The association of bullous pemphigoid (BP) with anxiety and anxiety-depression comorbidity is yet to be established. We aimed to evaluate the bidirectional association of BP with anxiety, depression, and anxiety-depression comorbidity, and to delineate the epidemiological features of patients with BP and the aforementioned psychiatric comorbidities. A population-based cohort study was performed to assess the risk of anxiety, depression, and anxiety-depression comorbidity among patients with BP (n = 3924) relative to age-, sex- and ethnicity-matched control subjects (n = 19,280). A case-control design was additionally adopted to estimate the odds of BP in individuals with a preexisting diagnosis of these three psychiatric conditions. Adjusted hazard ratios (HRs) and adjusted odds ratios (ORs) were estimated by Cox regression and logistic regression, respectively. A history of anxiety (OR, 1.17; 95% CI, 1.04–1.31), depression (OR, 1.26; 95% CI, 1.15–1.38), and anxiety-depression comorbidity (OR, 1.19; 95% CI, 1.04–1.35) was associated with subsequent development of BP. In the cohort study design, patients with BP were found to be at an increased overall risk of depression (HR, 1.17; 95% CI, 1.01–1.35), while female BP patients had an increased risk of depression (HR, 1.19; 95% CI, 1.00–1.42) and anxiety (HR, 1.29; 95% CI, 1.00–1.67). Patients with comorbid BP and depression exhibited a 19% increased all-cause mortality rate (HR, 1.19; 95% CI, 1.08–1.31), whereas patients with BP and anxiety-depression comorbidity were less adherent to long-term topical corticosteroid treatment and less frequently managed by adjuvant agents. In conclusion, a history of anxiety, depression, and anxiety-depression comorbidity predisposes individuals to BP, whereas patients with BP are at an increased risk of depression. Clinicians managing patients with anxiety and depression should take the increased risk of BP into consideration, and patients with BP should be monitored for depression.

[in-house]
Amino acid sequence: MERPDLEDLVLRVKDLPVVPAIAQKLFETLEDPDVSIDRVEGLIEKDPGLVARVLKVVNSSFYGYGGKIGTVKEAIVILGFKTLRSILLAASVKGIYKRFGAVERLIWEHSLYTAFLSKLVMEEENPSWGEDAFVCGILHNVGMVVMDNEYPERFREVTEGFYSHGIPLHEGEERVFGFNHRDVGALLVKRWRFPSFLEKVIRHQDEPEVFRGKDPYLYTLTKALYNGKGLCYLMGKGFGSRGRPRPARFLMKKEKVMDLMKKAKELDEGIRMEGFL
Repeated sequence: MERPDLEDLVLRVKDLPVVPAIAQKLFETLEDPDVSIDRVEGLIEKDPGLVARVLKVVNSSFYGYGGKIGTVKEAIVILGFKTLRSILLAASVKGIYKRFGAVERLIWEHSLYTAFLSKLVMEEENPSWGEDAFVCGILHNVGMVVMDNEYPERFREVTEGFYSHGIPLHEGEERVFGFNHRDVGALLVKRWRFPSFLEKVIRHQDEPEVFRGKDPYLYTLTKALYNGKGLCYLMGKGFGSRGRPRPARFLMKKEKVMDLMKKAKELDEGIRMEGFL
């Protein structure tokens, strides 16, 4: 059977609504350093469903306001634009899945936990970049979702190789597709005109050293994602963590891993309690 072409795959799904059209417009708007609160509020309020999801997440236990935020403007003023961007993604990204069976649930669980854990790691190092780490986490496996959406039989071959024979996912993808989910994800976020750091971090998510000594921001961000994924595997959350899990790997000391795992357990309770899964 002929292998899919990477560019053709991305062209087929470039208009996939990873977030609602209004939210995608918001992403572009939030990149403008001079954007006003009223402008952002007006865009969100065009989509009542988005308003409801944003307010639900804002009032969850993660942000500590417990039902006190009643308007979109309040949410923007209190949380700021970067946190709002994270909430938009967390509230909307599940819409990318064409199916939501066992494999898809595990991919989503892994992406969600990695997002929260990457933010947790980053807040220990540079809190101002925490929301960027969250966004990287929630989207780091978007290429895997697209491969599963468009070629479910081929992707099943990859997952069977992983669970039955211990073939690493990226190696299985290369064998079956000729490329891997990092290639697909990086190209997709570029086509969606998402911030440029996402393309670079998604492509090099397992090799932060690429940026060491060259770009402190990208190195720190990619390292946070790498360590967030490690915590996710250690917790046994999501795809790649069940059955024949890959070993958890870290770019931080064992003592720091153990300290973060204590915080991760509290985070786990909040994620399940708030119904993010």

Research Areas and Centers
- Academic Focus: Center for Infection and Inflammation Research (ZIEL)